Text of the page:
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Professional jurists

  1. Nov 29, 2005 #1

    Pengwuino

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    Now here's an idea that might piss off a few lawyers. I overheard someone talking about this and i wanted to present it to you crazy people and get some opinions. What if juries were filled with professional jurists? This was their job... to be jurists. They would recieve basic legal training, take courses on how to see past psychological tricks many lawyers use, and various other skills one would want a fair jurist to have but just doesn't have the resources to teach them to have. Opinions? Complaints? Penguins rule?
     
  2. jcsd
  3. Nov 29, 2005 #2

    matthyaouw

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    I'd remove some of the impartiality wouldn't it?

    They did this (kind of) in ancient Athens. Jury service was voluntary, but paid, so all you had to do was turn up at the courts if you fancied some quick money. It was quite popular with elderly citizens who were a bit strapped for cash. This system was pretty open to corruption and bribery though, if the playwrite Aristophanes is to be believed (though I do doubt his credibility at times).

    Penguins are ok. Monkeys are cooler.
     
  4. Nov 29, 2005 #3
    It seems like it would be too easy to abuse the system. Currently, lawyers do not really know the jury. If you had professionals there would be a mush smaller pool and law firms have a lot of resources to put into studying people and which way they might vote. They already do this. Now imagine that they had a couple of years. They could play with every jurors mind. Is this better than the somewhat clueless juries that we see now? I don't have answers, just more questions.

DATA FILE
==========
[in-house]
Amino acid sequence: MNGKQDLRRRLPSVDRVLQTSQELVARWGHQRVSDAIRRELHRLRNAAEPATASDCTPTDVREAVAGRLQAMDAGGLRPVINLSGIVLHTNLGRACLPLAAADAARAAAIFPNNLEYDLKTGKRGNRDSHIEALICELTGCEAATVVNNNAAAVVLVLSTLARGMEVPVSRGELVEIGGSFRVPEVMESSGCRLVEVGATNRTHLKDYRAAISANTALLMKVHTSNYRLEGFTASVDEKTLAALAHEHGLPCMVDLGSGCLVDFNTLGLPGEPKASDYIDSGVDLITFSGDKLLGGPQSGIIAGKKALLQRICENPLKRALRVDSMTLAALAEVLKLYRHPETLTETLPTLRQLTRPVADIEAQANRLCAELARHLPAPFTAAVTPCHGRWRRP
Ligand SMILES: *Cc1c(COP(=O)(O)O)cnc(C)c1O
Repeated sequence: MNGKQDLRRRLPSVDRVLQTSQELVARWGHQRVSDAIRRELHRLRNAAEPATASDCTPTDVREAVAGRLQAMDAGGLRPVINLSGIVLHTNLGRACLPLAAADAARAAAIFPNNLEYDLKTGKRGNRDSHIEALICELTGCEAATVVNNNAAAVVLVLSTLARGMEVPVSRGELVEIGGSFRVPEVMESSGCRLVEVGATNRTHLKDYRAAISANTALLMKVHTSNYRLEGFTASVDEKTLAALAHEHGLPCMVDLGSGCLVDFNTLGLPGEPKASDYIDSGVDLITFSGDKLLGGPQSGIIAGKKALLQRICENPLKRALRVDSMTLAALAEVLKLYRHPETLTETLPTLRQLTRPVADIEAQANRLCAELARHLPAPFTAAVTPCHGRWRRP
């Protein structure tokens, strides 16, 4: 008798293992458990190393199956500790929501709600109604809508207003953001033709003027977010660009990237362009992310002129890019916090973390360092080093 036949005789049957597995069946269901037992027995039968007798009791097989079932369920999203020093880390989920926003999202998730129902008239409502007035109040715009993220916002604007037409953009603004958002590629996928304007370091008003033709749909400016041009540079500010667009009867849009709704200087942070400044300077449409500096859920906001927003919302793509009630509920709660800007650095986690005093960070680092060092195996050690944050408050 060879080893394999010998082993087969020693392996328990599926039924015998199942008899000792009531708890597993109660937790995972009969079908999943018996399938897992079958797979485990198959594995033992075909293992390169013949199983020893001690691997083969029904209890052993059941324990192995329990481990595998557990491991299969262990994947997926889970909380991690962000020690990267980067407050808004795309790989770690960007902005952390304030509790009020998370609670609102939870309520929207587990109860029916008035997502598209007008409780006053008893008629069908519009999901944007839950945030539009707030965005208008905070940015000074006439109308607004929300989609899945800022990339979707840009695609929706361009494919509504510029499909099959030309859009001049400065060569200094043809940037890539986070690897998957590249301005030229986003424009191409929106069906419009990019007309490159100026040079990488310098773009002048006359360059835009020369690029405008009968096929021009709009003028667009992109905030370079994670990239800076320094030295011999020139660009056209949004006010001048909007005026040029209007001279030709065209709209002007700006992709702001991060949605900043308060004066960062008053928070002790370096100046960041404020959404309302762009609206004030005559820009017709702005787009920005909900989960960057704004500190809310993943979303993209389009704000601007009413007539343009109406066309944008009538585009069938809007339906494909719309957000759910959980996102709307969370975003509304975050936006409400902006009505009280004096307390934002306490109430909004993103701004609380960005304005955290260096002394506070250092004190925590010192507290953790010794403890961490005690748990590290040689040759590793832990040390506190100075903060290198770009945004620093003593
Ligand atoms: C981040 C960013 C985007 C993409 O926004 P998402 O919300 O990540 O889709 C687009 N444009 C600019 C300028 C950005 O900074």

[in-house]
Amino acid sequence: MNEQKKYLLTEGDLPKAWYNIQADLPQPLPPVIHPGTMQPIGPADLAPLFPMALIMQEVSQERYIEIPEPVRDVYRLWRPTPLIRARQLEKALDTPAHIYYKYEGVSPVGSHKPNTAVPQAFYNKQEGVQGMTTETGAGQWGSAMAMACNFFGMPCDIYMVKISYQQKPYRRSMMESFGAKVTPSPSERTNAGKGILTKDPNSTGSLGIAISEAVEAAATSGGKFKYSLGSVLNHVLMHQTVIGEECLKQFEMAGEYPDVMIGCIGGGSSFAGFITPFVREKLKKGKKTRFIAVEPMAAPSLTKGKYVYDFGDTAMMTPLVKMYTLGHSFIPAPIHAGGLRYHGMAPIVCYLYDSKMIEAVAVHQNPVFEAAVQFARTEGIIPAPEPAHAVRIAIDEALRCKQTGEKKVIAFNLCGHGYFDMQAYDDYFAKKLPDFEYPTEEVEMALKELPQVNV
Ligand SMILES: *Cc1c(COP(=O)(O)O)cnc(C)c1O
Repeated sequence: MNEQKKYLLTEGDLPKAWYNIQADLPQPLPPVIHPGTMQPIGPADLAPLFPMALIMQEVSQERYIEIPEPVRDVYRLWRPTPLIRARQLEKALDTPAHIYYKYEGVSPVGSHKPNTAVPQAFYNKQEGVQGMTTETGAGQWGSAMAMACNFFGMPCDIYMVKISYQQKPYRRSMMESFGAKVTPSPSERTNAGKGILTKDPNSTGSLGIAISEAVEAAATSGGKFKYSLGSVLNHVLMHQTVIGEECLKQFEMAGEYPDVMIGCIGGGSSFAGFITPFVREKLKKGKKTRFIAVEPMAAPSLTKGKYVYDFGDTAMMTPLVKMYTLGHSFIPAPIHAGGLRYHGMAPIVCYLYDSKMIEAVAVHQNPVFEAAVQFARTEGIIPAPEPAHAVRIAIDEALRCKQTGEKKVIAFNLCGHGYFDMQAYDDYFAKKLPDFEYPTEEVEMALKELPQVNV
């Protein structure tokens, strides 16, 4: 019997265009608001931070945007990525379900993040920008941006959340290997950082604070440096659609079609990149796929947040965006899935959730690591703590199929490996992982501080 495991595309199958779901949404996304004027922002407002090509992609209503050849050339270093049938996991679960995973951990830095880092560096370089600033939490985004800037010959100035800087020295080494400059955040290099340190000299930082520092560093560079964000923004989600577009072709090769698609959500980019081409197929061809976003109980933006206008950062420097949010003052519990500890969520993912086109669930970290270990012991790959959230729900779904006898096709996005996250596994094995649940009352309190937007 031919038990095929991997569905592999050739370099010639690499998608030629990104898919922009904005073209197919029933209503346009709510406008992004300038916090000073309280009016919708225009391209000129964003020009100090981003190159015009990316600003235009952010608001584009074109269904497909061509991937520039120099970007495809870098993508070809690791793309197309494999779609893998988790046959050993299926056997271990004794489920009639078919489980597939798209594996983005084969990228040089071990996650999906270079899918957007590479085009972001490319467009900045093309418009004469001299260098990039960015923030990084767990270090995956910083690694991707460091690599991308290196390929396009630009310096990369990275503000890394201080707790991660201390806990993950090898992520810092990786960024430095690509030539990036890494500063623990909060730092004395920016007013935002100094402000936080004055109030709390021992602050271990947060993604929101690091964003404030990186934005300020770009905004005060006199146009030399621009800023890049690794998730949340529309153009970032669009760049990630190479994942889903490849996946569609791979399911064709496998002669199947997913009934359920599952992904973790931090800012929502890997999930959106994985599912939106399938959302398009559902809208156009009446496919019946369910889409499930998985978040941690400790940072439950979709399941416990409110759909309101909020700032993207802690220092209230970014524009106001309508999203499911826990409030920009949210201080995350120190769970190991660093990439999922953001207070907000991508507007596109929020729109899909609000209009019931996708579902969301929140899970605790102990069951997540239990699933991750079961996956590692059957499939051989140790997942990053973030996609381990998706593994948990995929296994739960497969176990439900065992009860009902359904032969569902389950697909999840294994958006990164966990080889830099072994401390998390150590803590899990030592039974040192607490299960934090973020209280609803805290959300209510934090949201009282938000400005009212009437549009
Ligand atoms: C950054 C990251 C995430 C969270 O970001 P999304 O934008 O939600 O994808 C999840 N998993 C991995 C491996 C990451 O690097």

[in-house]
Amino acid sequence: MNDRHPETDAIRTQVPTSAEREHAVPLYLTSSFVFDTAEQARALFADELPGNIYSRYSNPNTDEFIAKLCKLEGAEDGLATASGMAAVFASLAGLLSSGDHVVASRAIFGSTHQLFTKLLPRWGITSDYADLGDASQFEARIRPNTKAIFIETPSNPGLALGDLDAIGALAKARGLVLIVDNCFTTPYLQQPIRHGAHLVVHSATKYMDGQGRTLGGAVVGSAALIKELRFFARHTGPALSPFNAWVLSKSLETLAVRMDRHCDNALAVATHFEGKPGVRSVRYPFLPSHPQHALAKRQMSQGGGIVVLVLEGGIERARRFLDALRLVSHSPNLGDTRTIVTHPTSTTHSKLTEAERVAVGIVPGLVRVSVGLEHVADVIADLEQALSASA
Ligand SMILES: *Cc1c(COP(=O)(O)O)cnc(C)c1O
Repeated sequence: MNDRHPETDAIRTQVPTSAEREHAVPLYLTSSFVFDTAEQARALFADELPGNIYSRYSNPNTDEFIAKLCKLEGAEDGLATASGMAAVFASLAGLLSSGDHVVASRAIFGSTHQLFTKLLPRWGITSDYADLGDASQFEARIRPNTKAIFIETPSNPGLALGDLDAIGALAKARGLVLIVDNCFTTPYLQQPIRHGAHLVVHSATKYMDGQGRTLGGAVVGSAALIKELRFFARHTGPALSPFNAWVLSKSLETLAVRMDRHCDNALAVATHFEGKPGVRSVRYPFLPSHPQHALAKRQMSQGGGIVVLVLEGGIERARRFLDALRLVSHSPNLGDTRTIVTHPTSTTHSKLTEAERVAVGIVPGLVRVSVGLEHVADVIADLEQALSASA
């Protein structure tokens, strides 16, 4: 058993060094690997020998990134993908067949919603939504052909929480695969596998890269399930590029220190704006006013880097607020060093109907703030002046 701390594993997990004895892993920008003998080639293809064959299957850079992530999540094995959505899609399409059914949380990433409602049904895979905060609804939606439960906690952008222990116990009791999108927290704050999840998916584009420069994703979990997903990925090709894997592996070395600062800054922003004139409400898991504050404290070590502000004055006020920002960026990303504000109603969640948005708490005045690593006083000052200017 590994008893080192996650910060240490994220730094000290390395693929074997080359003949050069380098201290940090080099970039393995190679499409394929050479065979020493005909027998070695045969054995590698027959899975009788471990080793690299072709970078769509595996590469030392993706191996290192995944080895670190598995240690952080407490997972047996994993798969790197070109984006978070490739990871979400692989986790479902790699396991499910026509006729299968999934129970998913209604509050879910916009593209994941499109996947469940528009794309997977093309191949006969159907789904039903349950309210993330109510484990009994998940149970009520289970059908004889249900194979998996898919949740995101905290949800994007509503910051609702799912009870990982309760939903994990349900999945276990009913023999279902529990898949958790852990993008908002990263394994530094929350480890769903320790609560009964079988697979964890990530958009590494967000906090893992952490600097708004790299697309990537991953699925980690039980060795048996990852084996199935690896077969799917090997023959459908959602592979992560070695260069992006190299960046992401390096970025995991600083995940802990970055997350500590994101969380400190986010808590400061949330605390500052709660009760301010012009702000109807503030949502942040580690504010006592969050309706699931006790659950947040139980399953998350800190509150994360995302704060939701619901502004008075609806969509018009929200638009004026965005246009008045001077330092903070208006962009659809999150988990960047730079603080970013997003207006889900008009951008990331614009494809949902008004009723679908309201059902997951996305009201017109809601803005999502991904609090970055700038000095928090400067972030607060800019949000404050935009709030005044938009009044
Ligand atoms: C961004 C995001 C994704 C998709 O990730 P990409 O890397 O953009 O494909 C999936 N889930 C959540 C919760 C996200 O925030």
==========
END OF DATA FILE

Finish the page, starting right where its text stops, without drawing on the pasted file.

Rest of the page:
On another note, who would pay them? The state or feds? Would they then be employees of the government? Wouldn't that be a slight conflict of interest? What happens when there is a juror work shortage? What if they unionize and make the courts even more bureaucratic? It seems a little troublesome. But an interesting idea.
     
  5. Nov 29, 2005 #4
    http://www.greenmac.com/eagle/ISSUES/ISSUE23-9/07JuryNullification.html

    A jury of citizens is supposed to be a safeguard allowing citizens to take part in the justice system so that their voices will be heard in regard to the law and the way it is being enforced. A "professional jury" would more or less negate this.

    ---edit---

    Judges and Lawyers don't like it when juries tamper with the way they think that the law should be enforced. They would probably be quite happy to have a professional jury.
     
    Last edited: Nov 29, 2005
  6. Nov 29, 2005 #5

    Danger

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    I agree with Norman and Stats. Lawyers already know the leanings and temperaments of the judges that they encounter, and usually try to schedule their court time with those that they consider favourable. The situation would be less impartial if they could do the same with the jury pool.
     
  7. Nov 29, 2005 #6

    matthyaouw

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    If jury duty were an optional profession, certain groups would be over represented in relation to others. Where as random selection gives you a representative sample of the whole (eligable) population.
     
  8. Nov 29, 2005 #7
    which is why OJ and Beretta are free.
     
  9. Nov 29, 2005 #8
    Our juries already receive these things. Both my parents were randomly selected to serve.